I crochet rugs out of this rope and I want to dye them a solid color. First I tried dyeing the finished rug in a 100 gal metal horse trough using 40 gallons of water. The volume was completely unmanageable and the weight of the dye-soaked rug combined with my awkwardly lugging it around and trying to rinse the dye out (in the backyard with a hose, stomping on it in the bathtub, etc.) ruined and stretched out the neat stitches...and the water still runs pink.
My Plan B is to use a 20ish gal plastic storage tub and dye the rope before it's a rug. My concerns:
1. 220 yards of rope equals 10 pounds. I will not fit the recommended 3 gallons per 1 pound fabric (30 gallons) in that little tub, so there is not as much room for the rope to move around? Will this greatly affect the dye process?
Wondering if anyone has come across this issue. I am creating a set of gradient swatches that combine two primaries, ProChem's mixing blue and ProChem's sun yellow. I want to have sets of swatches at different depths of shade also. I am using low water immersion method, where I let the fabric sit with dye and water only for about 15 minutes, then add soda ash solution and then batch or microwave.
At a dos of 4%, a swatch that is 75% blue and 25% yellow is a blue green. When I use the same proportions of dyes but change the depth of shade to a lower depth of shade, like 2%, 1% or lower, the hue is completely different. I can only see blue in the paler swatches.
How can I determine if "enough" of excess dye is washed out of a project?
Just tried Dharma 11X60 and 12X72 fringed silk rayon velvet scarves in LWI. Used 2tsp/cup of Dharma violet (1 cup), 2tsp/cup orange MX-2R (2 cups) and 1tsp/cup of violet MX-2R (1/2 cup). Smaller scarf was in a 1L pyrex beaker; the larger was in a 2L pyrex beaker. Waited an hour. Activated w/soda ash solution; waited 10 hrs for my convenience ;-), then microwaved for several minutes pausing every minute. Waited another 12 hours for convenience.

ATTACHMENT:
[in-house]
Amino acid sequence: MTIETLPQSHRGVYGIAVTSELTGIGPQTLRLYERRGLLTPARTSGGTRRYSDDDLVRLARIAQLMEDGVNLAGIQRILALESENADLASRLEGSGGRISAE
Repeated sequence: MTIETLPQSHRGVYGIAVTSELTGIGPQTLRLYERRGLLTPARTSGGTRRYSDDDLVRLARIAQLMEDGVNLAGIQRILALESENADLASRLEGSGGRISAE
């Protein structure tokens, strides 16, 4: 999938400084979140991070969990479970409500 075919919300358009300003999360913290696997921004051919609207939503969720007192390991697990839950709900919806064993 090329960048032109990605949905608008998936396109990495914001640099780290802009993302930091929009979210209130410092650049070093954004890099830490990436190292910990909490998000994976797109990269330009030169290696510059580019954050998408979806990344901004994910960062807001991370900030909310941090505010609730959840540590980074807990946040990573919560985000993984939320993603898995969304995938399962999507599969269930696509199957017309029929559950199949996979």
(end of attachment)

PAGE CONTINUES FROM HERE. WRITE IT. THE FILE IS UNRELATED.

Scarves look beautifully mottled but after dozens of hand rinsings in cold, then hot water, much dye is still washing out. Ran through the washing machine double bagged in lingerie bags, on hot and w/ synthrapol, and dried on a rack. I want to give these as gifts but am worried that there may be so much dye left that it will transfer onto the wearer's clothes.
I want to use Dya Flow Paints to dye a silk and lace covered bra with stiff cups. I don't think I can easily iron this piece.
Is there another way to set the paint, maybe baking it in an oven or microwave? Will a long time in a hot dryer work?
Ok. So it's cold enough in my studio these days that I've got to find a heat solution because all my work is on summer products (i.e. cellulose). I use 18qt tubs to dye my stuff & would love to be able to microwave it (I don't have enough room to find space for 15 tubs to 'warm'). What I'm wondering is: how much faster is microwaving? I read the reference about the hydrolysis rate increasing 3x for every 10 degrees celsius - but does anyone know a formula for figuring (approx) what that would mean for heating in a microwave?